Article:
We need a new house…fast!

Many ants live in relatively stable conditions. They have one nest which they will call home their entire lives. Some ants however are less lucky!

Some very small ants live in acorns (yes, one entire colony in 1 acorn). Other ants, such as Temnothorax albipennis live in rock crevices. Both acorns and rock crevices are not the most stable of environments, and get destroyed, exposed or flooded very easily. Because of this these ants have to move the entire nest multiple times during their lives.
However…how do they decide on where to move?

Temnothorax albipennis in a rock crevice in Dorset, UK. Picture by Nigel Franks

Temnothorax albipennis in a rock crevice in Dorset, UK. Picture by Nigel Franks

These ants have so-called scouts that go around finding suitable nesting places. Once they find a nice place, they will start to recruit other individuals. Once enough ants are recruited that all agree on the quality of the house, a threshold is reached and the colony will move to the new house.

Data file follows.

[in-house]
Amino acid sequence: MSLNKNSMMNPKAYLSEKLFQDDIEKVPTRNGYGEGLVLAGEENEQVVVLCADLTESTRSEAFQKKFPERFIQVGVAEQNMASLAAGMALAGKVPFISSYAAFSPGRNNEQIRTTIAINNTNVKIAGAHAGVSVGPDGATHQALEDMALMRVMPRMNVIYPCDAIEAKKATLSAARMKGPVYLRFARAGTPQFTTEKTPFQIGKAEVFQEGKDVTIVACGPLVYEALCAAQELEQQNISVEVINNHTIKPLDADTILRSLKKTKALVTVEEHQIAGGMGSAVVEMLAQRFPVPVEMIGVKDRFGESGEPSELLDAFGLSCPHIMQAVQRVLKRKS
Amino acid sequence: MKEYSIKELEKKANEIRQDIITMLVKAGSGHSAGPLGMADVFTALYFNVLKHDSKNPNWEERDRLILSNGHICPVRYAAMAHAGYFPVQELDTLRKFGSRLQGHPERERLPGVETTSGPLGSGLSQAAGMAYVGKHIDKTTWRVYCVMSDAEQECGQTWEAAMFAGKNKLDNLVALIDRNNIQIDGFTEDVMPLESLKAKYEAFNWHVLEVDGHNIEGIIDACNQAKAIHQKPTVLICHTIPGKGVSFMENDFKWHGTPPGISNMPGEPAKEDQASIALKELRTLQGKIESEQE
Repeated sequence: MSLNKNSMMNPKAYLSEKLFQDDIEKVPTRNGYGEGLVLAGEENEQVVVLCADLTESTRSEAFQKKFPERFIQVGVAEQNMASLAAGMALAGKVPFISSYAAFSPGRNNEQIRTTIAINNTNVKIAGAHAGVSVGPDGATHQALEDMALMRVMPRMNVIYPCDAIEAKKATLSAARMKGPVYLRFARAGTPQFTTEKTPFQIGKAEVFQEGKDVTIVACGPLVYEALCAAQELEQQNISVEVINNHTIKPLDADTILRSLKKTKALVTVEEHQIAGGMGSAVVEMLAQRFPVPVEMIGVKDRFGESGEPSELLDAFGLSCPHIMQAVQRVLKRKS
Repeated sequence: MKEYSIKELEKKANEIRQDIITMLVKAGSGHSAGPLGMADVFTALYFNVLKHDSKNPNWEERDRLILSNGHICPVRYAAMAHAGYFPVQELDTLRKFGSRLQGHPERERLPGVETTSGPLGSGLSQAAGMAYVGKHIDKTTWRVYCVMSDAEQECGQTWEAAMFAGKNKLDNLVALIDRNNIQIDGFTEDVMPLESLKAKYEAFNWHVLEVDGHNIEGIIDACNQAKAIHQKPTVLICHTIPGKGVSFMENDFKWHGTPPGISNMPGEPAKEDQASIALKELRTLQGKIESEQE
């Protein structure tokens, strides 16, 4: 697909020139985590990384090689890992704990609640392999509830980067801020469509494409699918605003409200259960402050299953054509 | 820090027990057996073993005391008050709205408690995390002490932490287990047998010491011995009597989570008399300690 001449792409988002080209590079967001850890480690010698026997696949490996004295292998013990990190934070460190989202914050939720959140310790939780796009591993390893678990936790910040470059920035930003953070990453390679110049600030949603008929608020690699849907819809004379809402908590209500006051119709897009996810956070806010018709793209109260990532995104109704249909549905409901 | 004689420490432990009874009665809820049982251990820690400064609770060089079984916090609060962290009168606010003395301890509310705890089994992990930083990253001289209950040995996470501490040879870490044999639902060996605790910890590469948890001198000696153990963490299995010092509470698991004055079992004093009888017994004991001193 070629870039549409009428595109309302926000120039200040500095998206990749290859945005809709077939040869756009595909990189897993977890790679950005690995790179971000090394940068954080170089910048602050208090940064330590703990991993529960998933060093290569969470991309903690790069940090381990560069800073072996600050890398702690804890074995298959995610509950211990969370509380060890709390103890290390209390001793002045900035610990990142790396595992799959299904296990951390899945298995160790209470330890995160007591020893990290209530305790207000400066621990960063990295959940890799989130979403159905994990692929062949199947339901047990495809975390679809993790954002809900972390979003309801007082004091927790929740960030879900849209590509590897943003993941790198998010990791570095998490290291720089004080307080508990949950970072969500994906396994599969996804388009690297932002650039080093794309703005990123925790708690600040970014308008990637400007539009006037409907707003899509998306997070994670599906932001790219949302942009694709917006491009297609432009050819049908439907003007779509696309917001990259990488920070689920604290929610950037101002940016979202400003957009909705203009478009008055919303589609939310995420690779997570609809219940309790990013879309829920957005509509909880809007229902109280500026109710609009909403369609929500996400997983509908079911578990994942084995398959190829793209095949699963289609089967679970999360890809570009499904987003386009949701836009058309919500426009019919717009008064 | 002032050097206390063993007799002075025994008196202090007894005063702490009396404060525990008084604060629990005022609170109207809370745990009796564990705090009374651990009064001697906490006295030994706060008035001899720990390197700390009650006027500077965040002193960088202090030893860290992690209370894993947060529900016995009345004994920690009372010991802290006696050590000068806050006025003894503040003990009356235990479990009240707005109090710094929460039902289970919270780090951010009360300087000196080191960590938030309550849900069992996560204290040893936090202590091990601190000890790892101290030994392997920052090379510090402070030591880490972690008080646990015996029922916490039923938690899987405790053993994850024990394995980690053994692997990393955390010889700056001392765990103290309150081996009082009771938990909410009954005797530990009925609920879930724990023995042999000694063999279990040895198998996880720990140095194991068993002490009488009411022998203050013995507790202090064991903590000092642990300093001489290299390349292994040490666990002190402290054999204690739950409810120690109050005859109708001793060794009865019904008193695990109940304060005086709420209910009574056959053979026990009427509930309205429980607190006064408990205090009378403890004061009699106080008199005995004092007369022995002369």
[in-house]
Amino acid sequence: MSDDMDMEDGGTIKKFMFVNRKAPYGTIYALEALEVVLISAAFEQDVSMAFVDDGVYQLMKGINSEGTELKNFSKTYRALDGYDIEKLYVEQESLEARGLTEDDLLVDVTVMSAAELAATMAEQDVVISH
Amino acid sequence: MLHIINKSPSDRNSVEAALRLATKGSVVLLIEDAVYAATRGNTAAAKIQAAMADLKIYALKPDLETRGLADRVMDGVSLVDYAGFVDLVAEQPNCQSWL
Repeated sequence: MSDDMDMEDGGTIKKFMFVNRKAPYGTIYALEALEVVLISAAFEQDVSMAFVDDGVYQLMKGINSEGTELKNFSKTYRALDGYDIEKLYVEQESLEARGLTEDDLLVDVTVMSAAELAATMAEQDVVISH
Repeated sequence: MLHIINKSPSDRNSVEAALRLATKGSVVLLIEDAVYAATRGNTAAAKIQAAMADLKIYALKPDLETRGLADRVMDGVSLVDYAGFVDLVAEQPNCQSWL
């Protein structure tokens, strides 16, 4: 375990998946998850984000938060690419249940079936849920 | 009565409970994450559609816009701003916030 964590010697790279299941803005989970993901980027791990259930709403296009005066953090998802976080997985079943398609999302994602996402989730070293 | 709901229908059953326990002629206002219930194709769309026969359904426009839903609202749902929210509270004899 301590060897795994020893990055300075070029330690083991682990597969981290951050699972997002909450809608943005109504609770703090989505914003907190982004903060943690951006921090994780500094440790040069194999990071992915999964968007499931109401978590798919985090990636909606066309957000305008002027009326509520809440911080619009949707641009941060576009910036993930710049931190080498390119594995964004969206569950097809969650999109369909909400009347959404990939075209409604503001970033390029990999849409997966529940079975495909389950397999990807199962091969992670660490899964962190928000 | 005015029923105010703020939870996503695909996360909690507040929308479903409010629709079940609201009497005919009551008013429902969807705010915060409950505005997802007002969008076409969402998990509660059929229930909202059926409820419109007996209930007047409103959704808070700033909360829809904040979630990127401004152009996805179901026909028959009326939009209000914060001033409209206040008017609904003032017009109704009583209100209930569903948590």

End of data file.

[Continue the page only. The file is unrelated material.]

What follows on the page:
The ants take a lot of characteristics into account when deciding which house is nice and which one isn’t. For example, they prefer dark cavities and small entrances, and are normally able to always choose correctly when given the choice between a good and a bad house. However…what happens when the ants are in a hurry?

When their house suddenly gets destroyed, the ants have to make haste in finding a new house, as it’s extremely dangerous for them to be outside. In this case, experiments have shown that the ants will make ‘errors’ and will also move to bad houses. After they have settled down they might still move to the good house afterwards, but the fact that they have to hurry, makes them adjust their vision of which house is ‘acceptable’.

This shows very nicely that ants can base their decisions not only on intrinsic ‘rules of judgement’, but that these rules can be broken, depending on the situation.

Franks, Dornhaus, Fitzsimmons & Stevens (2003) Speed versus accuracy in collective decision making. Proceedings of the Royal Society B: Biological Sciences, 270: 2457-2463

This entry was posted in Ant science and tagged , . Bookmark the permalink.

Leave a Reply

Fill in your details below or click an icon to log in:

WordPress.com Logo

You are commenting using your WordPress.com account. Log Out /  Change )

Twitter picture

You are commenting using your Twitter account. Log Out /  Change )

Facebook photo

You are commenting using your Facebook account. Log Out /  Change )

Connecting to %s